Ten Ways to Use Discussion Forums to Promote Digital Citizenship and Academics

More and more classrooms are opening their doors to student discussion online. This happens in the virtual online classroom, but also in the blended classroom. As you probably know, the blended classroom is one where students and teacher meet in a traditional school but use the Internet to open the classroom walls to the community, region, country, and world. There are many services that provide student discussion forums that can facilitate student online interaction.  Some well known ones include, Edmodo, My Big Campus, and Moodle.

A discussion forum does not have to be question and answer. In fact, there are countless ways to use them. I want to share with you ten that I came up with. Please share with me others you might have, and I will add for a future list. One point to remember is to be sure to keep your point of emphasis aimed at the content standards and 21st century skills, while moving up Bloom’s higher levels. Here are some ways discussion forums can be used to further learning:

1. A formative tool - As a way to check  understanding from class that day. This might be a temperature check that drives teacher facilitation and instruction the next day. Sometimes students will see others not understanding and give their own explanation.  Many times we can all learn from the crowd.

2. A divergent tool - Students do not reply with answers… but new questions. The rule states that no one is allowed to answer a question… just pose new questions. What might the class do with this the next day?

3. A reflection tool - Students reply not by giving a statement of content or material, but through a reflective thought to show application and connection. Allowing for important meta-cognition can be powerful while engaging learning. Take a step up on Blooms!

4. A launch and inquiry tool - No explanation or instruction… students are faced with a question or video that will cause thinking/questions to be used the next day.  Perhaps students just need to come with thoughts, questions, and ideas that they first express online and will relate to higher learning activities in class.

5.  A connection tool – Students watch a video or do a reading that emphasizes what happened in class and they then make connections in their reply. It is important that the students be required to show the connection. A video might be used that demonstrates the math they learned in real life. How might students show that connection?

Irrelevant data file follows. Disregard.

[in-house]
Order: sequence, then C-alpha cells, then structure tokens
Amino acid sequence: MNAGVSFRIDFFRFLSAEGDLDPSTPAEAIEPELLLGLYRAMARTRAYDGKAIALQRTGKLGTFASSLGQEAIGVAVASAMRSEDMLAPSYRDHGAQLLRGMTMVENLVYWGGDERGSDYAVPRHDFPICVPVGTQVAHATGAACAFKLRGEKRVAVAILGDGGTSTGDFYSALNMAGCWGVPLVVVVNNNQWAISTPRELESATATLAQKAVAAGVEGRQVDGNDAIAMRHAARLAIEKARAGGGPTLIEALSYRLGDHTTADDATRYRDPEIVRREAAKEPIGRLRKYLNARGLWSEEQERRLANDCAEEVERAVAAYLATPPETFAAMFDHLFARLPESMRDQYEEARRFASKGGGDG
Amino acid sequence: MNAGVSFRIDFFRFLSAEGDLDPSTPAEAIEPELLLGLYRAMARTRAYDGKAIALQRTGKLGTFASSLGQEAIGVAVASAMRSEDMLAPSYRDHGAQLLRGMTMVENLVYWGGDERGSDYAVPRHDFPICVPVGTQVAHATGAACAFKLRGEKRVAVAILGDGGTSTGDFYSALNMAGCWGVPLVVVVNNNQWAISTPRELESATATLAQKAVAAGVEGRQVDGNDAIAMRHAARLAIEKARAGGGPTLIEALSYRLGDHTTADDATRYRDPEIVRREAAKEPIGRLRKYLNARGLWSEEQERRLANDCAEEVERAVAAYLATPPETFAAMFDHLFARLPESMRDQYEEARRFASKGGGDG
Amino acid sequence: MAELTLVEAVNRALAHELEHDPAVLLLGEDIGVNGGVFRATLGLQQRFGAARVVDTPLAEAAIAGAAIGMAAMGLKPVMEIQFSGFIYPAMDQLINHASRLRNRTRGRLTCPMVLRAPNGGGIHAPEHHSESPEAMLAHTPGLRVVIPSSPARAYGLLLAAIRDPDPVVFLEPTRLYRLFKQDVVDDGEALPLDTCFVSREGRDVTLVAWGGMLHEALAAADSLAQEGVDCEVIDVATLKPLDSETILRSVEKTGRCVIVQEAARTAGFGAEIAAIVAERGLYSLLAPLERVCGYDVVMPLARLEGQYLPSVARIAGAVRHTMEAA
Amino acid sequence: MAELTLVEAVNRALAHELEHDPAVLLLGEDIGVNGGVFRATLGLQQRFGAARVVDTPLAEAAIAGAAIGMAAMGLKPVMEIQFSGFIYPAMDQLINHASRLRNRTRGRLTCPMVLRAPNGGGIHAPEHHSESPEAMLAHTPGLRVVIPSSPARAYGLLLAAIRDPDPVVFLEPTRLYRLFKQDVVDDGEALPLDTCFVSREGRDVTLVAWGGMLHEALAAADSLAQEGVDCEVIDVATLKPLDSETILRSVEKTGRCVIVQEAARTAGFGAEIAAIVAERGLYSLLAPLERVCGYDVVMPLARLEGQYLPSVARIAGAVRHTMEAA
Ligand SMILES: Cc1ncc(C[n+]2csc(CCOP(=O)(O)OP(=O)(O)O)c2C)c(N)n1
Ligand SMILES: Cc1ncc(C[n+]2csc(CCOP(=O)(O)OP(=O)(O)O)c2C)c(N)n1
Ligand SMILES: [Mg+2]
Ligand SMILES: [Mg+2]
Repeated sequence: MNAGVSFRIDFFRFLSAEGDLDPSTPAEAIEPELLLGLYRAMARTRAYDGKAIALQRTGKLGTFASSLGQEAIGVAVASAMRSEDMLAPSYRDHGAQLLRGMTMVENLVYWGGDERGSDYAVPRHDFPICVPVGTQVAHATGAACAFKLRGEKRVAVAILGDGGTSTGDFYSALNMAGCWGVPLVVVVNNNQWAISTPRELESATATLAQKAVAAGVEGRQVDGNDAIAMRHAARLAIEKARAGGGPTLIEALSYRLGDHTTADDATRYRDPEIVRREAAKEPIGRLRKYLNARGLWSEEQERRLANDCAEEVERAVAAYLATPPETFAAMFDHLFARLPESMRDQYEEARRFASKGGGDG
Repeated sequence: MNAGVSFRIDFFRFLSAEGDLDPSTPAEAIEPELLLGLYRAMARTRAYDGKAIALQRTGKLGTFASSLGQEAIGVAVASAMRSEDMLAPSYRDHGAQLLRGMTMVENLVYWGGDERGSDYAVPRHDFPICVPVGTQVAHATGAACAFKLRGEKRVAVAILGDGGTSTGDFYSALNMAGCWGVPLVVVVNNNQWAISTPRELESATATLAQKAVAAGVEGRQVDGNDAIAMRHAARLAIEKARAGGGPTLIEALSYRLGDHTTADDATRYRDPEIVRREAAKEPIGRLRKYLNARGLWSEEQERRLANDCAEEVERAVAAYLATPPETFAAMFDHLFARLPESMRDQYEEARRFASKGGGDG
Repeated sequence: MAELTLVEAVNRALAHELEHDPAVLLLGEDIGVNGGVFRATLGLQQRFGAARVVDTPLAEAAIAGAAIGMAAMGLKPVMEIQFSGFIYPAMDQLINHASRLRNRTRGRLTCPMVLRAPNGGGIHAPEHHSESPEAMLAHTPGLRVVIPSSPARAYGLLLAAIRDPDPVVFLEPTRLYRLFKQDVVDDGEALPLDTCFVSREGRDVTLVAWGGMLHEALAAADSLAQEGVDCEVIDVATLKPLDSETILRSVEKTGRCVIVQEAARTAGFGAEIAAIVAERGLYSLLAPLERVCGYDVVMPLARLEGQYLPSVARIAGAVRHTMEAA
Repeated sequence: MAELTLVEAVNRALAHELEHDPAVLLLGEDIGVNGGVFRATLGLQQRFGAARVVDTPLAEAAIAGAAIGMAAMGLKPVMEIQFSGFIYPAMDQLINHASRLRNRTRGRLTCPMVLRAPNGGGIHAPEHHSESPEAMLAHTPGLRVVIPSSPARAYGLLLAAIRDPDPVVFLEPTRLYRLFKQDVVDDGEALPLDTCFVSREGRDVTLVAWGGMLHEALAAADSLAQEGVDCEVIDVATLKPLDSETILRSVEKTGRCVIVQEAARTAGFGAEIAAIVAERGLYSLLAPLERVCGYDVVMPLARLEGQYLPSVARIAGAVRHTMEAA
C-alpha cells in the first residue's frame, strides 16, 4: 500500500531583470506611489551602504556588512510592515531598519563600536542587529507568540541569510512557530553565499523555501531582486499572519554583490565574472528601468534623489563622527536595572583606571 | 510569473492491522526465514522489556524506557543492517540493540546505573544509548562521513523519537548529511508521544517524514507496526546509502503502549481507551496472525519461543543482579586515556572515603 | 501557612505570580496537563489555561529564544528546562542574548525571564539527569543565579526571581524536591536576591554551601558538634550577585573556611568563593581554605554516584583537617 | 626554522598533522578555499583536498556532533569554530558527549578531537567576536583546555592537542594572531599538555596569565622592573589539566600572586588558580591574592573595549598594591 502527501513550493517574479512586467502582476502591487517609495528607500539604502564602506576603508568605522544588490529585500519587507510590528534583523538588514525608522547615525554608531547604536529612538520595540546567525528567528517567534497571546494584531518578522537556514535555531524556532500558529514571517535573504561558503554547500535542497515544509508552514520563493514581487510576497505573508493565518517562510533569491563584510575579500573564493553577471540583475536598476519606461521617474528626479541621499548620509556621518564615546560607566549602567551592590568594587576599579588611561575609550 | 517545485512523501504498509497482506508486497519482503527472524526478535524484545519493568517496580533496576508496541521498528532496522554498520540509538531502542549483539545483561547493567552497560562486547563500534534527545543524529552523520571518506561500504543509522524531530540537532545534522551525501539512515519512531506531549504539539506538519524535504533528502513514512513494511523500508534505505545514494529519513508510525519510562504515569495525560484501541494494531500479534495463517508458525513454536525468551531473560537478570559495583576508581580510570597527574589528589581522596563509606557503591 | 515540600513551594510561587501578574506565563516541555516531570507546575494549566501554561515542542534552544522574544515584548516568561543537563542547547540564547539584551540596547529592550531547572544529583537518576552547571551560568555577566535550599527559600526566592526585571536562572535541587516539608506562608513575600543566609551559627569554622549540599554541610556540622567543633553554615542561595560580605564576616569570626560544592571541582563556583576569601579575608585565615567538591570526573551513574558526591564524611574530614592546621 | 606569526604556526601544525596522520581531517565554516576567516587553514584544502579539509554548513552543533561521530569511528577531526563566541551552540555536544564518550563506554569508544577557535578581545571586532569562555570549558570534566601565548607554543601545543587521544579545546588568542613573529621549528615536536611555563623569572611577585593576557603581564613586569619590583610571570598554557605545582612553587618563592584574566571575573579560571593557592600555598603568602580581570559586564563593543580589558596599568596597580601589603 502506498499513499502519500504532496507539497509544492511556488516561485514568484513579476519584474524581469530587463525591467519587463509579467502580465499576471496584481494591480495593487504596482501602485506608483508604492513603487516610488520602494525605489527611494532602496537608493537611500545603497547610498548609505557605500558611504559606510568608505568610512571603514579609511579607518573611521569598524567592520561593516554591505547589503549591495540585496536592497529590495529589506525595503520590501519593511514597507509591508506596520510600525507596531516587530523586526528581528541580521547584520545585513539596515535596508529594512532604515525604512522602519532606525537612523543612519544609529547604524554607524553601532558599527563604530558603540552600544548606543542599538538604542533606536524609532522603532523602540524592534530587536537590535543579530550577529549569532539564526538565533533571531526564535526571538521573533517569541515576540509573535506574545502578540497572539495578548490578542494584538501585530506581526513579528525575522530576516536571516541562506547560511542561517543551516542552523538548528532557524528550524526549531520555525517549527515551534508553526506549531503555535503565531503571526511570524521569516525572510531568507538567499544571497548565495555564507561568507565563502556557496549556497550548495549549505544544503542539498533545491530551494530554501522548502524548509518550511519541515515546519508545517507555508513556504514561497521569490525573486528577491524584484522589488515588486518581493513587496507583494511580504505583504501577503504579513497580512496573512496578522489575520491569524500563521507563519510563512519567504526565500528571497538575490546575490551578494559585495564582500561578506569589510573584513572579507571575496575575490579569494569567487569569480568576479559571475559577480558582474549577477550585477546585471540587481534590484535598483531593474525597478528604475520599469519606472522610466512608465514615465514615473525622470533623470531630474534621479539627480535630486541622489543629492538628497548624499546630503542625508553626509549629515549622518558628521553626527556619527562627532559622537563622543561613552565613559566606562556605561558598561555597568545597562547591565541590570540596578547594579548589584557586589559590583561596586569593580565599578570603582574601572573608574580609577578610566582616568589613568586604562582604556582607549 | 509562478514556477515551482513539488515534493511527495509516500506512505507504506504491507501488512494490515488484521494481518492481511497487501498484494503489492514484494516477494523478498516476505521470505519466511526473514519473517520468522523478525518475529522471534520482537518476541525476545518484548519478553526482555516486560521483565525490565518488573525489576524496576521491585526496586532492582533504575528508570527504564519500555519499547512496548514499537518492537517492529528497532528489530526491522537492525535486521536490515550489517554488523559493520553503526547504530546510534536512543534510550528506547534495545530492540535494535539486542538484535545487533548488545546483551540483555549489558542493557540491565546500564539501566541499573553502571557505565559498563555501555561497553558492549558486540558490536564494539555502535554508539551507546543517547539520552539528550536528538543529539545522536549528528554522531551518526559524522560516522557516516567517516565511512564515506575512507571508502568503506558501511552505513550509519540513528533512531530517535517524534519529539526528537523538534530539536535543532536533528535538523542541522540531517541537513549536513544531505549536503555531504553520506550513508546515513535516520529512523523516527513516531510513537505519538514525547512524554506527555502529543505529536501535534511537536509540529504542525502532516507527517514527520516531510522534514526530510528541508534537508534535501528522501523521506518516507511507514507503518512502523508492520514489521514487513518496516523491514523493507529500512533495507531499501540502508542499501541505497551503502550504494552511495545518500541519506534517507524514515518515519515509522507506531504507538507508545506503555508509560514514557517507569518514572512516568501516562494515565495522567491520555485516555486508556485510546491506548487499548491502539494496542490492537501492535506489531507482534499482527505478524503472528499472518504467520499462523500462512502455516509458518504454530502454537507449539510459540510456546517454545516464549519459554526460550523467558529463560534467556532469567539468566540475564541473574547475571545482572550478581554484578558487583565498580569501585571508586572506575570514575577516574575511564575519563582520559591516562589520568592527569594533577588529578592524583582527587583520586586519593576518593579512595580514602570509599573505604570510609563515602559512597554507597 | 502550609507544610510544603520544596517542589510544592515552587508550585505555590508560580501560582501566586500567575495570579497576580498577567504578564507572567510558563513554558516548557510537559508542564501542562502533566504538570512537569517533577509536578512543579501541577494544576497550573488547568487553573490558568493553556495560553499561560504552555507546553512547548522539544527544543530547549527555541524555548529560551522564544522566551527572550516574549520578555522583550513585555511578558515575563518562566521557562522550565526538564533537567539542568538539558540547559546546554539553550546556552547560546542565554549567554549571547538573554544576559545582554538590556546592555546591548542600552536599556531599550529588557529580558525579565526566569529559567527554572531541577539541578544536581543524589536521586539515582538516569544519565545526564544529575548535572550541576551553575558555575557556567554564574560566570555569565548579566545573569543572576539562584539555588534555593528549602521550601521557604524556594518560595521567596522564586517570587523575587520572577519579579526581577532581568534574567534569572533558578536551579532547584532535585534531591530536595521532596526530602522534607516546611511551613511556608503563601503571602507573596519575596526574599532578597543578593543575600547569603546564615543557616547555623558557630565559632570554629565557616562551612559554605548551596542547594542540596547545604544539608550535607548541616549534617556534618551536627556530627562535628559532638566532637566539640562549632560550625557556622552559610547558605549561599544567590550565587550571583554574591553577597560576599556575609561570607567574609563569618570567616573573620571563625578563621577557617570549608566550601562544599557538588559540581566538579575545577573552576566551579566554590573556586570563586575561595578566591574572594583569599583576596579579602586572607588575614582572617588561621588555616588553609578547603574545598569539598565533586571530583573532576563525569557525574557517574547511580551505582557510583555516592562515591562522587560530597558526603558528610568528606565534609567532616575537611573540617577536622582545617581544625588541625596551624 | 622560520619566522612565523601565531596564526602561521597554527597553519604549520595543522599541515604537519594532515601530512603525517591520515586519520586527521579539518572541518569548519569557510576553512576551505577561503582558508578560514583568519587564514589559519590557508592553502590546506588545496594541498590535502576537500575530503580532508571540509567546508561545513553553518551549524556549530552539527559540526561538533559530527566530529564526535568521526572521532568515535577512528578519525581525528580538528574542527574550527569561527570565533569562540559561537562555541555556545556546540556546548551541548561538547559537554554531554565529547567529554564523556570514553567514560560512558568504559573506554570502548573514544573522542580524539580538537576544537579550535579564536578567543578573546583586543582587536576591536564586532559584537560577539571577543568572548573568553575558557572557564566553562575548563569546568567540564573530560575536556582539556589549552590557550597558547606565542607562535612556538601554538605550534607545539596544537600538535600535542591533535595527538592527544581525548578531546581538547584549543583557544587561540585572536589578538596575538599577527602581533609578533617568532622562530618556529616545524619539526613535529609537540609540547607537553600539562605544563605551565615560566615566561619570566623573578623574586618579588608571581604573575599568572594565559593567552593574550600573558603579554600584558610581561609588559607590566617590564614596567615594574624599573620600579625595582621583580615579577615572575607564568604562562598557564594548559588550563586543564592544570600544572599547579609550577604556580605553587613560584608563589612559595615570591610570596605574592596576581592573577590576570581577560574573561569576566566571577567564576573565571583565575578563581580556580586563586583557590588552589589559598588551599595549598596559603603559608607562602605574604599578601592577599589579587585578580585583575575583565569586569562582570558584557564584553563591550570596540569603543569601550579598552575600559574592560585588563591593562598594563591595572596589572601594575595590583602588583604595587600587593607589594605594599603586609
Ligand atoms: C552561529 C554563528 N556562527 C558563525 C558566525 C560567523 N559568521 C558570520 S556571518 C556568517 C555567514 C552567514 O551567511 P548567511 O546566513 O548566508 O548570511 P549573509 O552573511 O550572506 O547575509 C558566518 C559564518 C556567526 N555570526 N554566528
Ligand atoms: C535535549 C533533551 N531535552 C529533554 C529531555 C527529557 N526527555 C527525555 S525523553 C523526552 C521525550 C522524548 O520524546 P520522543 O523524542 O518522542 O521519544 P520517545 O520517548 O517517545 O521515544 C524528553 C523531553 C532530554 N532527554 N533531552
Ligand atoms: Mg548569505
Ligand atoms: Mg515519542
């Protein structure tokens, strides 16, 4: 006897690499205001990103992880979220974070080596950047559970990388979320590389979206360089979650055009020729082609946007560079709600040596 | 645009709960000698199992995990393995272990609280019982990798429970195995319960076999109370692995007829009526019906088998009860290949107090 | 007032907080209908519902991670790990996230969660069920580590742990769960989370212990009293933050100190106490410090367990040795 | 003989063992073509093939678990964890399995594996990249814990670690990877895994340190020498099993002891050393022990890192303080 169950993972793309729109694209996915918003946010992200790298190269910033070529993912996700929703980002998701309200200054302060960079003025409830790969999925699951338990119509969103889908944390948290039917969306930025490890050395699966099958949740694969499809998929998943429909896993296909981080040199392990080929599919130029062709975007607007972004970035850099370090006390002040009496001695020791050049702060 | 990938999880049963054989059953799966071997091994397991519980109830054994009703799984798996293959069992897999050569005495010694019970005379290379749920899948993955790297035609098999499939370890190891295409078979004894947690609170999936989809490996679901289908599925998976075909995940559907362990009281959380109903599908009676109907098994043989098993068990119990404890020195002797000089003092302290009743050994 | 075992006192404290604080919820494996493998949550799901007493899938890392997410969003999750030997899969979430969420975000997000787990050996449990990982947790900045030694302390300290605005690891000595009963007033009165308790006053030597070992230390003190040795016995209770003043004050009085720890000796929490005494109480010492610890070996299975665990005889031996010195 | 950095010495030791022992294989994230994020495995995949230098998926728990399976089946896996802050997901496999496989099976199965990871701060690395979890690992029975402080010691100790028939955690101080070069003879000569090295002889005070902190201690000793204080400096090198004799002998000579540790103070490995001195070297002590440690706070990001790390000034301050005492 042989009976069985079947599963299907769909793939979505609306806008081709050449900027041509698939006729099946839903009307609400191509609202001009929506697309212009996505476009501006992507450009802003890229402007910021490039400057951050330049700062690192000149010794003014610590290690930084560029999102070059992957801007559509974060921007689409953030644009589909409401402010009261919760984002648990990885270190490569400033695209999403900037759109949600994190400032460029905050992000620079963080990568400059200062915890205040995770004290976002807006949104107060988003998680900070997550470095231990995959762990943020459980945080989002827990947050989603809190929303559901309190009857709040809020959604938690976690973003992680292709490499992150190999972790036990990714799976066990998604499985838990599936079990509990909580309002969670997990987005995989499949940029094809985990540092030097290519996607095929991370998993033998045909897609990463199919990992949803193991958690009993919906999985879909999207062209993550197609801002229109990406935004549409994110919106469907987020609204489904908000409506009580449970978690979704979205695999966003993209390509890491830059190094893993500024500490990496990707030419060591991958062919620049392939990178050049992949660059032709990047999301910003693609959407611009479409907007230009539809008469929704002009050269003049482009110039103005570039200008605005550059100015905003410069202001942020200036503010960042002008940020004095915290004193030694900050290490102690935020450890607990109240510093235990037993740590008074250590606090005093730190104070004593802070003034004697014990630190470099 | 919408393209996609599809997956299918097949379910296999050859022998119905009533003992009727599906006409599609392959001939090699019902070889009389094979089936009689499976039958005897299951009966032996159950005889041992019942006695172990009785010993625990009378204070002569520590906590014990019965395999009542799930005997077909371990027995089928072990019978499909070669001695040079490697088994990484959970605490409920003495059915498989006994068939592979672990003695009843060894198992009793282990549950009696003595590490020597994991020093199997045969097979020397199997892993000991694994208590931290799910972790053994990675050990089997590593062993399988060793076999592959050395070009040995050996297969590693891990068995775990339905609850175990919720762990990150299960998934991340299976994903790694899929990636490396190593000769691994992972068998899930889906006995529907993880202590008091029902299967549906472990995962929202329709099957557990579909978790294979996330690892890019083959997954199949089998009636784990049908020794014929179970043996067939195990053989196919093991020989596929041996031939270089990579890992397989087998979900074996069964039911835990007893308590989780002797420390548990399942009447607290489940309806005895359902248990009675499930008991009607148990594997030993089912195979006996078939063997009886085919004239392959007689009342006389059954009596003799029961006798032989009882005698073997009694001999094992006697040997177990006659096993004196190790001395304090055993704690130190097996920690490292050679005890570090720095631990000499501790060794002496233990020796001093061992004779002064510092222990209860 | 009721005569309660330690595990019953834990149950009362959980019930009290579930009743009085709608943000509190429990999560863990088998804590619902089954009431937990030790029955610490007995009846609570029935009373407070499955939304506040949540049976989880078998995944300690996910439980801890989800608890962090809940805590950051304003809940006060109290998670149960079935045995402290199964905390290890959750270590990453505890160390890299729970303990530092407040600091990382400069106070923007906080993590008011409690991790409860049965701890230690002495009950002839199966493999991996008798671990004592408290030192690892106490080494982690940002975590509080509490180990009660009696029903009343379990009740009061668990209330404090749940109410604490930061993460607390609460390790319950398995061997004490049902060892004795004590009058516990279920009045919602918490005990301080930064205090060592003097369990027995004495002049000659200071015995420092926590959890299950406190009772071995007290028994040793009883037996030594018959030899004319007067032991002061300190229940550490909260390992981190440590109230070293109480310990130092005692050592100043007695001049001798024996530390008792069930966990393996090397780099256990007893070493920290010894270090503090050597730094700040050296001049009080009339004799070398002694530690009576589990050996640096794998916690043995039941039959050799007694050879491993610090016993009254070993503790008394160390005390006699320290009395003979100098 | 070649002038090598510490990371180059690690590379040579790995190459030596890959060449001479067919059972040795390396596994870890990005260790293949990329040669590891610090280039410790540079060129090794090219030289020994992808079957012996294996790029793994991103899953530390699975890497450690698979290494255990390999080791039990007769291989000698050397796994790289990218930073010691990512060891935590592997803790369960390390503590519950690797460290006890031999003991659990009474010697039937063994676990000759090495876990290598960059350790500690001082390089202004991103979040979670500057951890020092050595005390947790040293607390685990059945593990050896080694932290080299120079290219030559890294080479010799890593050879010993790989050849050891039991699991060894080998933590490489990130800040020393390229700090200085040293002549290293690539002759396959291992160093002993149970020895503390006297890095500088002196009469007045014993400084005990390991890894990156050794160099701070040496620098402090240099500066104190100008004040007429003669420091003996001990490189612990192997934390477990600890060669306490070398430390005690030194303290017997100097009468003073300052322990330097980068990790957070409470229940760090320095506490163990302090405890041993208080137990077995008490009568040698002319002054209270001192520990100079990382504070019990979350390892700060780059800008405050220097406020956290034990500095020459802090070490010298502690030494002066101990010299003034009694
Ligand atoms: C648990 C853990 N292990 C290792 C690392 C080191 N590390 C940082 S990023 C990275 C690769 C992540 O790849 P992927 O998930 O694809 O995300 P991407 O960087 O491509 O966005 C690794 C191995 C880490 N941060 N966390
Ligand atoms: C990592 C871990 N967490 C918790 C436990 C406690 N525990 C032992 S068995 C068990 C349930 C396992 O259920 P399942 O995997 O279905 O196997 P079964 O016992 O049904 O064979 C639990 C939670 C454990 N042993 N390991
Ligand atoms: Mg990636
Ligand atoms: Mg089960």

6. A mentor tool – An online expert could be a guest forum host to answer questions for student on a topic. This is a perfect opportunity to open the classroom up to real world connections and possibilities. Any mentors should be interviewed and approved by teacher and front office while following school guidelines.

7. A simulation tool – Thoughts and ideas could be posted online by a famous person or character in a book. Students would reply showing content knowledge and application. Teachers will get insight on student understanding of important concepts.

8.  A role play tool – Students are given characters in a book or history and interact in a discussion using their character role. Imagine the conversations that will happen and how a teacher can assess understanding at the same time.

9. A research tool – Students are asked to find one or two research links to share with each other. They give reasoning for the link they selected.  A collection of student links or a Google Custom Search Engine for the class is built for everyone to use.

10. A student-centered tool – Why not put students in charge of a forum? It might fit into their PBL project or promote content in the classroom. Having students in charge can give ownership and stress the importance of an academic forum and the scholarly ways they should be used.

Please let me know what you think and ways you have found that a discussion forum can be a engaging tool!

Cross-posted at http://21centuryedtech.wordpress.com/

Michael Gorman has overseen a one-to-one laptop program and digital professional development for Southwest Allen County Schools near Fort Wayne, Indiana. He has also served as a consultant for Discovery Education, ISTE, My Big Campus, and November Learning; served on the National Faculty for BIE (BUCK Institute); and been an adviser for Tech & Learning magazine. His awards have included district Teacher of the Year, Indiana state Teacher of the Year semi-finalist, Indiana STEM Educator of the Year, Advocate for Johns Hopkins University, and Microsoft’s Global Education Hero award. Mike maintains his award winning 21centuryedtech Blog and also posts articles at T&L and November Learning.

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